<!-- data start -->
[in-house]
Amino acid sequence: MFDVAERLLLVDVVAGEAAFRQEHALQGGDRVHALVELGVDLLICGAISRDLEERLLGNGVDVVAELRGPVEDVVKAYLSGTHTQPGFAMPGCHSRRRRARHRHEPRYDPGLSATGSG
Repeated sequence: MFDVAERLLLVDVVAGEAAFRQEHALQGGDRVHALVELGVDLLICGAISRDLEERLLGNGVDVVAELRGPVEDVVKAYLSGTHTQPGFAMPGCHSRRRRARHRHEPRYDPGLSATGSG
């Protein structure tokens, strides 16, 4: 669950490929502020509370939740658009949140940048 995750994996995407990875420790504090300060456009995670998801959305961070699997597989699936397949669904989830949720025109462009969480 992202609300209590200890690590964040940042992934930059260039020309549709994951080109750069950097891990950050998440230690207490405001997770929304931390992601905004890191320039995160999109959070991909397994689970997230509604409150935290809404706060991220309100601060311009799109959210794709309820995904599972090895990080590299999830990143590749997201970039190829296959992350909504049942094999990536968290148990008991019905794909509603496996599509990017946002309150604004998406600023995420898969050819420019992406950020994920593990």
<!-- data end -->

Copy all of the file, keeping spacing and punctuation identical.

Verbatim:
[in-house]
Amino acid sequence: MFDVAERLLLVDVVAGEAAFRQEHALQGGDRVHALVELGVDLLICGAISRDLEERLLGNGVDVVAELRGPVEDVVKAYLSGTHTQPGFAMPGCHSRRRRARHRHEPRYDPGLSATGSG
Repeated sequence: MFDVAERLLLVDVVAGEAAFRQEHALQGGDRVHALVELGVDLLICGAISRDLEERLLGNGVDVVAELRGPVEDVVKAYLSGTHTQPGFAMPGCHSRRRRARHRHEPRYDPGLSATGSG
């Protein structure tokens, strides 16, 4: 669950490929502020509370939740658009949140940048 995750994996995407990875420790504090300060456009995670998801959305961070699997597989699936397949669904989830949720025109462009969480 992202609300209590200890690590964040940042992934930059260039020309549709994951080109750069950097891990950050998440230690207490405001997770929304931390992601905004890191320039995160999109959070991909397994689970997230509604409150935290809404706060991220309100601060311009799109959210794709309820995904599972090895990080590299999830990143590749997201970039190829296959992350909504049942094999990536968290148990008991019905794909509603496996599509990017946002309150604004998406600023995420898969050819420019992406950020994920593990």